By  on October 4, 2007

PARIS — It's hardly his spending spree of the late Nineties, but Bernard Arnault remains one of the industry's most active, savvy and unpredictable investors.

And even as the luxury titan and chairman and chief executive officer of LVMH Moët Hennessy Louis Vuitton zeroes in on his latest conquest, the French financial daily Les Echos, he has teams of advisers hunting on a worldwide basis for other attractive places to park his money.

According to sources, the richest man in France and the seventh wealthiest in the world — with a fortune estimated at $26 billion — has retained a keen interest in real estate and has been actively investing in property, particularly in fast-developing China and Macau. It is understood that some of that real estate is to be developed into future shopping malls.

Arnault's personal monies, mostly funneled through Groupe Arnault, are also going into private equity and hedge funds (including the Canadian fund Sagard II and Los Angeles-based Colony Capital), plus direct investments in a variety of businesses, including retail. Several dedicated teams are said to be hunting for possible direct investments, with a particular interest in emerging markets.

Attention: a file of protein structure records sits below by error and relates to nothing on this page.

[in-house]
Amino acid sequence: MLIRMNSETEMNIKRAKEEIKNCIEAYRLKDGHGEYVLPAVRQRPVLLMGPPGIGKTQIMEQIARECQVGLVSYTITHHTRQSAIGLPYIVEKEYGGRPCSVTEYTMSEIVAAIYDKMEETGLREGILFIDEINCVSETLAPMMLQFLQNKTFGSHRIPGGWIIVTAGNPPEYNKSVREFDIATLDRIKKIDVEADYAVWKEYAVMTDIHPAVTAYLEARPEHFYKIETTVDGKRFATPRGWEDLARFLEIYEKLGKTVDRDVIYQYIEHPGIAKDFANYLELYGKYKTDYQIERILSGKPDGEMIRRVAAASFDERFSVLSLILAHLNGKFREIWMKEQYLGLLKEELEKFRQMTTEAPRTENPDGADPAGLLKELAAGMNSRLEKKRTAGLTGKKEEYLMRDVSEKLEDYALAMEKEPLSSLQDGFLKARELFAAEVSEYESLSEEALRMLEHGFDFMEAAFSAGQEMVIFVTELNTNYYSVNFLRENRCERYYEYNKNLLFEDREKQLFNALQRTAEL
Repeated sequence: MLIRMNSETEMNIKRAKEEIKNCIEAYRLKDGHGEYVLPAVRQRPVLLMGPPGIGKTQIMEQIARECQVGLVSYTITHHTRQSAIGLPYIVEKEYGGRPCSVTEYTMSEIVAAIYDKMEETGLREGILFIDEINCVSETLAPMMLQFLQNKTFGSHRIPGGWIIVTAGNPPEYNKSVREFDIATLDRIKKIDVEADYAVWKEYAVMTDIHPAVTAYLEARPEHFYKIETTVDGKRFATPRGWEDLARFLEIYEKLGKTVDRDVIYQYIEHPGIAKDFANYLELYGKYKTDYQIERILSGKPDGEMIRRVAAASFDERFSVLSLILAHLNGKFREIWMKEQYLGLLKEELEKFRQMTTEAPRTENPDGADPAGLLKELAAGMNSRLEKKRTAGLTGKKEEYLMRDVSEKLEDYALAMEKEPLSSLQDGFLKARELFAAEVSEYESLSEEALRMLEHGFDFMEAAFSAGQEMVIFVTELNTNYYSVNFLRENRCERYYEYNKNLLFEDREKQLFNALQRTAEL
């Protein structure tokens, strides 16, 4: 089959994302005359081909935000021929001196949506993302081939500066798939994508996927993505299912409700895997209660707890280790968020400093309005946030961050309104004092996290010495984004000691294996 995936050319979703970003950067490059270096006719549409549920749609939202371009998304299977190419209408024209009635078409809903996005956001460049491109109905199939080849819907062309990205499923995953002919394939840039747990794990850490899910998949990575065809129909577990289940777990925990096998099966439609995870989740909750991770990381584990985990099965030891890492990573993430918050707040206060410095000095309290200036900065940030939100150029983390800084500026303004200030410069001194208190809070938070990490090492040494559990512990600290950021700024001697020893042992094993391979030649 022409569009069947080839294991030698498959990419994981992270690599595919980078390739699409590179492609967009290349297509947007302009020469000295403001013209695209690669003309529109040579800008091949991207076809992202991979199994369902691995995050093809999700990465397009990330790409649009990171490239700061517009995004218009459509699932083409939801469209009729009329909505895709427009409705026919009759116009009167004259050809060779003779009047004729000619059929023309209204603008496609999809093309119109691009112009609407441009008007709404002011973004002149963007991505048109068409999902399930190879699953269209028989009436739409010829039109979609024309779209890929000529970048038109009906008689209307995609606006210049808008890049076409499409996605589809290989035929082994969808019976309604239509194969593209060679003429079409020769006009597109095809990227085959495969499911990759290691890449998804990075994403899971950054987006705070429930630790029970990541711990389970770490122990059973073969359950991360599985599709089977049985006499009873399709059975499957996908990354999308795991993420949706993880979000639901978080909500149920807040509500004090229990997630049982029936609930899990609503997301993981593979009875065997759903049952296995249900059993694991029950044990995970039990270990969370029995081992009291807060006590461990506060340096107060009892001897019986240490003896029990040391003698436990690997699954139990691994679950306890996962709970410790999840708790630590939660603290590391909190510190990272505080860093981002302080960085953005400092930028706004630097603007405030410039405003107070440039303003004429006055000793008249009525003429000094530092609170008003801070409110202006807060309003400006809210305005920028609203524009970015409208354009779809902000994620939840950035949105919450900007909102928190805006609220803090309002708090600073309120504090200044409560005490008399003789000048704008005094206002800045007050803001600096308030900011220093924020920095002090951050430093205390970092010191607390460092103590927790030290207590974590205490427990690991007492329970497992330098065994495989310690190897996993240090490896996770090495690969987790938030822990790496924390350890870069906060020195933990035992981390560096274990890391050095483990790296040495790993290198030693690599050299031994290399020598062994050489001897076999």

Arnault declined to comment for this story.

Early last month, the European Commission cleared Arnault's acquisition of online travel agency Go Voyages. For that transaction, the business titan employed a new entity called Financière Agache Private Equity, part of Groupe Arnault. The firm ultimately teamed with Compagnie Nationale à Portefeuille, or CNP, an investment vehicle of the Belgian financier Albert Frere, a close friend and longtime business ally of Arnault's. (The Go Voyages founders also retain a minority of the capital.)

In March, Arnault, 58, surprised the industry by joining Colony Capital to acquire a 9.1 percent stake in Carrefour, taking the king of luxury into the supermarket aisle. Arnault's presence already seems to have had an impact: The giant retailer, the world's second-largest after Wal-Mart, has agreed to leverage its real estate assets and vowed to ramp up sales growth and profitability. On a much smaller scale, Arnault made an investment estimated at about $30 million this year in Belle International Holdings Ltd., a giant Chinese shoe retailer. His investment, at the time the company was introduced on the stock market last May, represents about 2.9 percent of Belle's shares.

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